I move around a lot so I needed a dog that could travel easily, that would be okay with apartment living. Hence I wound up with a chihuahua (I can even bring him in cabin on flights). Prior to this I was biased against small dogs. But this little guy has completely won me over to small dogs. He's all dog, just pint-sized. Sweet and loving and just a fabulous companion. I don't know how I would have made it since the D without his companionship.


"The difference between involvement and commitment is like ham and eggs. The chicken is involved, the pig is committed." -Martina Navratilova
"The question isn't who is going to let me; it's who is going to stop me." -Ayn Rand

Posts: 3074 | Registered: Dec 2008 | From: Mexico
RyeBread
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Member # 37437
Default  Posted: 10:08 AM, July 8th (Tuesday), 2014View ProfileEdit MessagePrivate MessageHomepage

Sadly I am having to rehome both of my dogs. Since I am divorcing there is no way I can care for them on my own given my work hours and other responsibilities. My WW doesn't want them. My point is it takes a lot of work outside of your day to day stuff. There are less needy breeds but at the end of the day they are still dependant on you for food, shelter, exercise, attention, grooming etc.There is a return of love from them but the more I think about it I wonder if it has more to do with the fact that I feed them
Perhaps a new social hobby might be more appropriate. Find a group that has similar interests and try that out. You will get out and meet people, maybe make some good friendships, and you can go home when you get tired of being around them.


Let him that would move the world first move himself. - Socrates

Posts: 1030 | Registered: Nov 2012 | From: Midwest
tired girl
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Default  Posted: 10:09 AM, July 8th (Tuesday), 2014View ProfileEdit MessagePrivate MessageHomepage

When you say you work crazy hours what do you mean? Is it that they are all over the place, or a lot of them?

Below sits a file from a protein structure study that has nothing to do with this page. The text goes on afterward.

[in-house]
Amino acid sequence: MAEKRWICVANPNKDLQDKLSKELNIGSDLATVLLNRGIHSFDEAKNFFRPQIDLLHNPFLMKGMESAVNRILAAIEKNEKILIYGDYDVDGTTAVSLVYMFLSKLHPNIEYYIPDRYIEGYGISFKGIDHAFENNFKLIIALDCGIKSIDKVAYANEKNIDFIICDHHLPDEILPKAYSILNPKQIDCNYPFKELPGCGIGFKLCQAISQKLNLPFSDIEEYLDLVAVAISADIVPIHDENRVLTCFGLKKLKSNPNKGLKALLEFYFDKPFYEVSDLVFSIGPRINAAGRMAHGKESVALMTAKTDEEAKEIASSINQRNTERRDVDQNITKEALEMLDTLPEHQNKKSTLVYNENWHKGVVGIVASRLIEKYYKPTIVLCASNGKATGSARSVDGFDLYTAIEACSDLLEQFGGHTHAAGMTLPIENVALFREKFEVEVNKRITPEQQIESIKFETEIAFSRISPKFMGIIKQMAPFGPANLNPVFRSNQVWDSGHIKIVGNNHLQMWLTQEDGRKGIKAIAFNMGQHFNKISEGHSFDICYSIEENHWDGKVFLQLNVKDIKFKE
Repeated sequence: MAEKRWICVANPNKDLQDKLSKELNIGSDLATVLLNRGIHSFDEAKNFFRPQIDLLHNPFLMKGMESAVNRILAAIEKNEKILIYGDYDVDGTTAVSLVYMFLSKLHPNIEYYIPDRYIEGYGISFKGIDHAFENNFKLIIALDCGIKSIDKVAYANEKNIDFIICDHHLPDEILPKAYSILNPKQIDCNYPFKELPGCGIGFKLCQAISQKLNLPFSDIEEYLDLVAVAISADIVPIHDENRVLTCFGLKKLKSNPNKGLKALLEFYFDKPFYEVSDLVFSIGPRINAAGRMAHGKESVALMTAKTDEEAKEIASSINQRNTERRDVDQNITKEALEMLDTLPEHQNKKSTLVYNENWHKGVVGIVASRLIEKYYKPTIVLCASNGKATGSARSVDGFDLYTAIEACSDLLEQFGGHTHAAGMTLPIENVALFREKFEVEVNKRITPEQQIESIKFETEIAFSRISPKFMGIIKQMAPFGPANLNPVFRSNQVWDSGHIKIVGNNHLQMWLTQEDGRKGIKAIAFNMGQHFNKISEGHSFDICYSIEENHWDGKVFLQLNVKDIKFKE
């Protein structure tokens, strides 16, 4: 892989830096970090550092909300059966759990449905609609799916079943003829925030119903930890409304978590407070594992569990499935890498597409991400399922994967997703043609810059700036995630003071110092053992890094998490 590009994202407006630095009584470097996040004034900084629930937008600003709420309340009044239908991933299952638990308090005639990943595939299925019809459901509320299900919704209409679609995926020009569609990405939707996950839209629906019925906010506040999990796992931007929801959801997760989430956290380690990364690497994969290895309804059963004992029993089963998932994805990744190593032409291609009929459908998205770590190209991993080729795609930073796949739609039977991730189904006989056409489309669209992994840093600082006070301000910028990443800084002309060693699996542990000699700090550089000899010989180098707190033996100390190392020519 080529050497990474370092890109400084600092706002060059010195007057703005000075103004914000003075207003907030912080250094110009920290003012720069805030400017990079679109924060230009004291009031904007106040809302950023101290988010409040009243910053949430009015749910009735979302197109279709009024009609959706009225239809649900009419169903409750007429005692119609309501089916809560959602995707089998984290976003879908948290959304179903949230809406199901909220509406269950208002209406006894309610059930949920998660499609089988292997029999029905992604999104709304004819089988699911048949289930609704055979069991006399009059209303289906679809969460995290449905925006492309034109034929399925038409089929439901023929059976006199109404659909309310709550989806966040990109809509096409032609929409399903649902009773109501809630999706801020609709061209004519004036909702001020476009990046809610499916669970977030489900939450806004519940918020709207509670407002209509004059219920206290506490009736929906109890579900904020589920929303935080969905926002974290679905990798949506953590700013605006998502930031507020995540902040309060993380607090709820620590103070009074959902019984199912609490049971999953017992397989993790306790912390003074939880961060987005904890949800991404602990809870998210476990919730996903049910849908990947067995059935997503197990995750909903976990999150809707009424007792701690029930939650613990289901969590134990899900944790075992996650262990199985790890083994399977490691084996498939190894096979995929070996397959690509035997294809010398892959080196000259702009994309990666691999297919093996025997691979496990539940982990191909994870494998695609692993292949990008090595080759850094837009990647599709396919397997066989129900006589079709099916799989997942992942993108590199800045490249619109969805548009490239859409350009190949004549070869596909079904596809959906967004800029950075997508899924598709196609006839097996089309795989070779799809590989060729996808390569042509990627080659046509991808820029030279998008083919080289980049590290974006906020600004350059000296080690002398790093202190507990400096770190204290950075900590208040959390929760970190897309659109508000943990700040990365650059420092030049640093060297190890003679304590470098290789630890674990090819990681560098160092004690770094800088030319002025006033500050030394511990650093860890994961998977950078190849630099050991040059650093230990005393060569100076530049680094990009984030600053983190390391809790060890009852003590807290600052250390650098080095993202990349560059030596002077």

Me45 Him 45 Hardlessons DS 25,23,20
D Day 1/18/10 his 3/8/2012 mine
"No one can make you feel inferior without your consent." Eleanor Roosevelt

Posts: 4838 | Registered: Mar 2010 | From: az
Deeply Scared
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Member # 2
Default  Posted: 10:09 AM, July 8th (Tuesday), 2014View ProfileEdit MessagePrivate MessageHomepage

Well there's such a thing as cat people and dog people, so telling a dog person to get a cat because they are "easier" is not really addressing the type of companionship that each animal provides

But she admits that she's not a dog person(or animal person)...she never even wanted to be around one more than a few hours until recently.

Dogs and animals are not something you substitute one thing for another. They're work and they require love and direction.

I can already tell I'm going to have to step away from this thread because when people go into getting dogs and then get bored or fed up with all the work...well, it's people like MH and myself that take that dog in and foster it until they're trained and ready for a permanent home. It makes me really mad.

ETA: When I say it makes me mad...I say that in the general term...I'm not mad at anyone here

[This message edited by SI Staff at 10:18 AM, July 8th (Tuesday)]


"Don't give up, the beginning is always the hardest." My Mom:)

My tolerance for stupid shit is getting less and less.